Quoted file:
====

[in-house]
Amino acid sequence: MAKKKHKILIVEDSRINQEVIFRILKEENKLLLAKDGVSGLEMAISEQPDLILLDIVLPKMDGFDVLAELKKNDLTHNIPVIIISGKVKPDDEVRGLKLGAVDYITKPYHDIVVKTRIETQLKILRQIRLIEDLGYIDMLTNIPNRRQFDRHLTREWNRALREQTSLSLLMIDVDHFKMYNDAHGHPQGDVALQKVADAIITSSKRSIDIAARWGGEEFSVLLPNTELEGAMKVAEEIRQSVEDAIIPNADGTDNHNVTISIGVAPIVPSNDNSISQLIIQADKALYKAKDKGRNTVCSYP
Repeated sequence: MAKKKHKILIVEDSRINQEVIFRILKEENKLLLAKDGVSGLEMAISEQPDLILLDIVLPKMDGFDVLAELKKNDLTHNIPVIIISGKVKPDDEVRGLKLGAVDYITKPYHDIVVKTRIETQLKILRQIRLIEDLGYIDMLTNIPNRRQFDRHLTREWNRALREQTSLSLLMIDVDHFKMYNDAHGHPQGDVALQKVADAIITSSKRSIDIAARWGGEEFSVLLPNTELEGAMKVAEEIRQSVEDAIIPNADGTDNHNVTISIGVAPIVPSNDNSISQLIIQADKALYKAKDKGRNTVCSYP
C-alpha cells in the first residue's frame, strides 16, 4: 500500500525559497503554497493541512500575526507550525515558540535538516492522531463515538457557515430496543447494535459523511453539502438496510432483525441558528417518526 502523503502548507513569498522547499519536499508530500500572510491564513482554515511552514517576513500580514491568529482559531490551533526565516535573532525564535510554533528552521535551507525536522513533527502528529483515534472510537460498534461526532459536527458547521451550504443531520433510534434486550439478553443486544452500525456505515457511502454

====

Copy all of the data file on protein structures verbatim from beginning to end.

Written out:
[in-house]
Amino acid sequence: MAKKKHKILIVEDSRINQEVIFRILKEENKLLLAKDGVSGLEMAISEQPDLILLDIVLPKMDGFDVLAELKKNDLTHNIPVIIISGKVKPDDEVRGLKLGAVDYITKPYHDIVVKTRIETQLKILRQIRLIEDLGYIDMLTNIPNRRQFDRHLTREWNRALREQTSLSLLMIDVDHFKMYNDAHGHPQGDVALQKVADAIITSSKRSIDIAARWGGEEFSVLLPNTELEGAMKVAEEIRQSVEDAIIPNADGTDNHNVTISIGVAPIVPSNDNSISQLIIQADKALYKAKDKGRNTVCSYP
Repeated sequence: MAKKKHKILIVEDSRINQEVIFRILKEENKLLLAKDGVSGLEMAISEQPDLILLDIVLPKMDGFDVLAELKKNDLTHNIPVIIISGKVKPDDEVRGLKLGAVDYITKPYHDIVVKTRIETQLKILRQIRLIEDLGYIDMLTNIPNRRQFDRHLTREWNRALREQTSLSLLMIDVDHFKMYNDAHGHPQGDVALQKVADAIITSSKRSIDIAARWGGEEFSVLLPNTELEGAMKVAEEIRQSVEDAIIPNADGTDNHNVTISIGVAPIVPSNDNSISQLIIQADKALYKAKDKGRNTVCSYP
C-alpha cells in the first residue's frame, strides 16, 4: 500500500525559497503554497493541512500575526507550525515558540535538516492522531463515538457557515430496543447494535459523511453539502438496510432483525441558528417518526 502523503502548507513569498522547499519536499508530500500572510491564513482554515511552514517576513500580514491568529482559531490551533526565516535573532525564535510554533528552521535551507525536522513533527502528529483515534472510537460498534461526532459536527458547521451550504443531520433510534434486550439478553443486544452500525456505515457511502454